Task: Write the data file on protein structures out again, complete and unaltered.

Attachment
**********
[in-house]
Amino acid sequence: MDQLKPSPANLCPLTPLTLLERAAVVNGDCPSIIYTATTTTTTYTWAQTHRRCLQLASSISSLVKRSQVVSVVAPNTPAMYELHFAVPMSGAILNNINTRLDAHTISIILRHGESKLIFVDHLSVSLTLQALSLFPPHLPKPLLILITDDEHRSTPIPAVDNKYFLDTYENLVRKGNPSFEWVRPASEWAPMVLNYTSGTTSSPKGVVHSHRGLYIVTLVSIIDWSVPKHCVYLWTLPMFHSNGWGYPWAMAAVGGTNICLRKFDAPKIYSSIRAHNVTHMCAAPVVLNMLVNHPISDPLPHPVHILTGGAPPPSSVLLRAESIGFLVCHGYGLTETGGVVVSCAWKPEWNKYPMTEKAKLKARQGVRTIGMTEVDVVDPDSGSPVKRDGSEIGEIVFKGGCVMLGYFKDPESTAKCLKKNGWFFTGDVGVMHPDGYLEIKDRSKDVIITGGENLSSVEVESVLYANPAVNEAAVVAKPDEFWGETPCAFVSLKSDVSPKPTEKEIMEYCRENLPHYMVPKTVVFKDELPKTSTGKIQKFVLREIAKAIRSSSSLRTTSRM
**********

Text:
[in-house]
Amino acid sequence: MDQLKPSPANLCPLTPLTLLERAAVVNGDCPSIIYTATTTTTTYTWAQTHRRCLQLASSISSLVKRSQVVSVVAPNTPAMYELHFAVPMSGAILNNINTRLDAHTISIILRHGESKLIFVDHLSVSLTLQALSLFPPHLPKPLLILITDDEHRSTPIPAVDNKYFLDTYENLVRKGNPSFEWVRPASEWAPMVLNYTSGTTSSPKGVVHSHRGLYIVTLVSIIDWSVPKHCVYLWTLPMFHSNGWGYPWAMAAVGGTNICLRKFDAPKIYSSIRAHNVTHMCAAPVVLNMLVNHPISDPLPHPVHILTGGAPPPSSVLLRAESIGFLVCHGYGLTETGGVVVSCAWKPEWNKYPMTEKAKLKARQGVRTIGMTEVDVVDPDSGSPVKRDGSEIGEIVFKGGCVMLGYFKDPESTAKCLKKNGWFFTGDVGVMHPDGYLEIKDRSKDVIITGGENLSSVEVESVLYANPAVNEAAVVAKPDEFWGETPCAFVSLKSDVSPKPTEKEIMEYCRENLPHYMVPKTVVFKDELPKTSTGKIQKFVLREIAKAIRSSSSLRTTSRM